When Terran mech met Soulkey's Swarm Hosts, no one won.
Kim "Soulkey" Min Chul cannot catch a break. No sooner has he made an epic, but unsuccessful, qualifying attempt for the IEM World Championship then he's trapped in some kind of nightmare-match in Proleague. It was the Zerg vs. Terran equivalent to the three-hour Protoss vs. Zerg standoff between Sébastien "FireCake" Lebbe and Grzegorz "MaNa" Komincz. Except Firecake and MaNa eventually ended their game, while Soulkey was forced into a draw and subsequent regame.
Soulkey's opponent for Monday's game was Kim "Reality" Ki Hyun, a Terran player from the Samsung Galaxy team. This round was all-kill format, which follows the old arcade rules of "winner stays.” Unlike the standard Proleague format, where picked players go up against one another, all-kill usually sees teams bring out their biggest guns first. After all, a player like Soulkey is fully capable of taking down an entire roster of StarCraft players in quick succession.
At this early stage of the 2014 Proleague, the stakes weren't terribly high for this game. But you wouldn't have guessed that from the ruthlessness both Soulkey and Reality displayed, heedless of the fans and teammates caught in the crossfire as the two played for three straight hours.
Playing Not to Lose
Soulkey is one of the best Zerg in the world, and Reality seemed to make a calculated decision early in their game on Star Station to go with a mech build, then build chains of fortifications to hold the Zerg master at bay. Then he'd starve him out.
Soulkey spotted the move too late to destroy it in its infancy, so he invested heavily in Swarm Hosts. It was his only real option, since just about any other build he could use would have been destroyed by a wall of Siege Tanks, Planetary Fortresses, Missile Turrets, and Ravens. Instead, he settled in for a long game of sending Locust swarms at an impregnable wall, while Reality waited until the map was effectively stripped of resources, then started inching forward with his inexorable mechanized force.
The MaNa vs. Firecake match was longer than this one, but somehow it didn't seem quite as bad because you couldn't see the players' dead, slack faces, nor the dawning horror as the audience and other players realized there was no endgame here. There was only the supply counter, slowly counting down from 200 as the two players inflicted small, irreplaceable losses on one another.
Reality's plan almost worked. There were a few key moments when he almost found a decisive advantage. He surprised Soulkey with a mob of Banshees at one point, and they could have devastated the Zerg if only Reality had known how bad Soulkey's air-defense was. But the moment passed as the Banshees squandered their advantage on creep tumors and redundant buildings. Later, he seemed to have a critical mass of tanks and Ravens, and nothing Soulkey did could breach their defenses as they advanced.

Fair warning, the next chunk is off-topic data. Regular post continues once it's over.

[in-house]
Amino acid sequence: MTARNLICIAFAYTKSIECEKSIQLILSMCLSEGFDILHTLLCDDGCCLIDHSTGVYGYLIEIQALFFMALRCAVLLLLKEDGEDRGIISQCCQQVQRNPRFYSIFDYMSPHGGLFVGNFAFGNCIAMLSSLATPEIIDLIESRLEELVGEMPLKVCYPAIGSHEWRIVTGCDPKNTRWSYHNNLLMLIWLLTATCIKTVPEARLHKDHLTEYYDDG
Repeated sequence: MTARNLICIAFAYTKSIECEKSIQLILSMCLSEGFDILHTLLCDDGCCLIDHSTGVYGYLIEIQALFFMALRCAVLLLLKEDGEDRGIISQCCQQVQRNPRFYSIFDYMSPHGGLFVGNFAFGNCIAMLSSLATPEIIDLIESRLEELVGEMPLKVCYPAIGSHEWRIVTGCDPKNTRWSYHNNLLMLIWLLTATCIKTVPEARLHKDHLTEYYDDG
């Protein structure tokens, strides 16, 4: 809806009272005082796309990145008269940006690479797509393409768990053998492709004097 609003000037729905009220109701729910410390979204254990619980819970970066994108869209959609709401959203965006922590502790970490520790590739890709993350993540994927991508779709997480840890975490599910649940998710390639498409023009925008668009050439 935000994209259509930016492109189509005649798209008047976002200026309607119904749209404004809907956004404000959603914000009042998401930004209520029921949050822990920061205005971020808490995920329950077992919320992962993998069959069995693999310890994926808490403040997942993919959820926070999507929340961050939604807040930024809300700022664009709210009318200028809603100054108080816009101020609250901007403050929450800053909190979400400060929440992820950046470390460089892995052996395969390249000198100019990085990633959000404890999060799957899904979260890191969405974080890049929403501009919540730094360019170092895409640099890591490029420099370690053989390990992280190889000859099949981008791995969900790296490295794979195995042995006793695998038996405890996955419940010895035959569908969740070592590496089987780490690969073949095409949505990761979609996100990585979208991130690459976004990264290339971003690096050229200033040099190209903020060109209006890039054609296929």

But Reality could not afford mistakes, and he kept making them. A Thor would be left out of position here, or a Raven would get Abducted there. Bit by bit, Reality's advantage started to vanish.
Eventually, they stopped the match to discuss a draw, but the two players were forced to play on with the scraps of their armies. At this point, Reality threw in the towel by retreating back up the ramp into his base and refusing to come down. Soulkey couldn't do any damage to him there, and Reality couldn't come down. The officials declared a draw and then, to the disbelief of the crowd, a new game.
Everyone seemed to be having a pretty good time by this point, except for Soulkey and Reality. Someone bought the audience snacks to get them through the six-hour broadcast, and everyone knew they were witnessing history (even if it was maybe the wrong kind of history).
Astonishingly enough, Reality tried to do the exact same thing in the regame. Except this time, Soulkey was having none of it. The moment he spotted the mech build, he went into Infestors and Ultras and just started crushing the Terran player. He'd lock his expensive mech units in place with Fungals, then send the Ultras in to tear everything down. Reality was holding on, but each defense left him farther behind until Soulkey finally broke him.
SK Telecom went on to win the playoff, and they went on to face their old rivals from KT Rolster in the round finals. But that almost seems beside the point next to Soulkey and Reality's endurance battle. It's surely not the kind of thing that will bring joy to anyone at Blizzard, who are already on the defensive about the Swarm Host. This kind of game is kind of a nightmare from their perspective: Swarm Host sieges have mostly been at their worst in the European scene, but now they just managed to derail a Proleague round.
It's not entirely the Swarm Host's fault, however. Reality made a calculated decision to play a negative game. He couldn't beat or break Soulkey with that build, or at least, he couldn't do it with anything other than the kind of slow, grinding advance he tried. When you have a player decide early to run a build that can't win unless the other player effectively commits suicide, the stage is set for a standoff. Reality almost succeeded in wearing Soulkey down, but he ultimately failed for the same reason he went mech in the first place: Soulkey is too good.
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